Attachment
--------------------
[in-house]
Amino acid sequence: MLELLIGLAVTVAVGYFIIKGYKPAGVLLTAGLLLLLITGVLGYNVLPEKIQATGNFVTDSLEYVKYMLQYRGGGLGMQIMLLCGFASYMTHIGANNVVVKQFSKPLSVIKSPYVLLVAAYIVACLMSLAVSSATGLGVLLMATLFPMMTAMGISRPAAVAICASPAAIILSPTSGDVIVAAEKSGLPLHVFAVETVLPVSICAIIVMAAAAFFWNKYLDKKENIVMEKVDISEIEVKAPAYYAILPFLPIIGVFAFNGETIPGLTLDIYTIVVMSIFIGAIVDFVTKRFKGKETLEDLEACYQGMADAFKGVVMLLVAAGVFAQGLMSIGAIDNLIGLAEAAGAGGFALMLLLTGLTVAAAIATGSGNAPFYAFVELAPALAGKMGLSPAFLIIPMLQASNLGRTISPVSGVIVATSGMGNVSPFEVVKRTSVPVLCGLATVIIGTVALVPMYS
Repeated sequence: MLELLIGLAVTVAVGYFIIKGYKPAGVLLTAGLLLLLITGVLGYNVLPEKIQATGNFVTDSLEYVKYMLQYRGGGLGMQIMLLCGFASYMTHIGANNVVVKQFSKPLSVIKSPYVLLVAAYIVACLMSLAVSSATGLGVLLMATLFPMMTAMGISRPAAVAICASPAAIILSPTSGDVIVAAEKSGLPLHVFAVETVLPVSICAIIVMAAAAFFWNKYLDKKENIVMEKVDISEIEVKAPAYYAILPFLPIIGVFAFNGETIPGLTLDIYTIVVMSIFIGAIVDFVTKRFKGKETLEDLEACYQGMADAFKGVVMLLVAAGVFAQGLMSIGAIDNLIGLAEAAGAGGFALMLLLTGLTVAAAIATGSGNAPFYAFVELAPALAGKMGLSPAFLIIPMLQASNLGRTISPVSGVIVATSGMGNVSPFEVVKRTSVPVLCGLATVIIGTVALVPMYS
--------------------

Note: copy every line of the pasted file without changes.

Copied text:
[in-house]
Amino acid sequence: MLELLIGLAVTVAVGYFIIKGYKPAGVLLTAGLLLLLITGVLGYNVLPEKIQATGNFVTDSLEYVKYMLQYRGGGLGMQIMLLCGFASYMTHIGANNVVVKQFSKPLSVIKSPYVLLVAAYIVACLMSLAVSSATGLGVLLMATLFPMMTAMGISRPAAVAICASPAAIILSPTSGDVIVAAEKSGLPLHVFAVETVLPVSICAIIVMAAAAFFWNKYLDKKENIVMEKVDISEIEVKAPAYYAILPFLPIIGVFAFNGETIPGLTLDIYTIVVMSIFIGAIVDFVTKRFKGKETLEDLEACYQGMADAFKGVVMLLVAAGVFAQGLMSIGAIDNLIGLAEAAGAGGFALMLLLTGLTVAAAIATGSGNAPFYAFVELAPALAGKMGLSPAFLIIPMLQASNLGRTISPVSGVIVATSGMGNVSPFEVVKRTSVPVLCGLATVIIGTVALVPMYS
Repeated sequence: MLELLIGLAVTVAVGYFIIKGYKPAGVLLTAGLLLLLITGVLGYNVLPEKIQATGNFVTDSLEYVKYMLQYRGGGLGMQIMLLCGFASYMTHIGANNVVVKQFSKPLSVIKSPYVLLVAAYIVACLMSLAVSSATGLGVLLMATLFPMMTAMGISRPAAVAICASPAAIILSPTSGDVIVAAEKSGLPLHVFAVETVLPVSICAIIVMAAAAFFWNKYLDKKENIVMEKVDISEIEVKAPAYYAILPFLPIIGVFAFNGETIPGLTLDIYTIVVMSIFIGAIVDFVTKRFKGKETLEDLEACYQGMADAFKGVVMLLVAAGVFAQGLMSIGAIDNLIGLAEAAGAGGFALMLLLTGLTVAAAIATGSGNAPFYAFVELAPALAGKMGLSPAFLIIPMLQASNLGRTISPVSGVIVATSGMGNVSPFEVVKRTSVPVLCGLATVIIGTVALVPMYS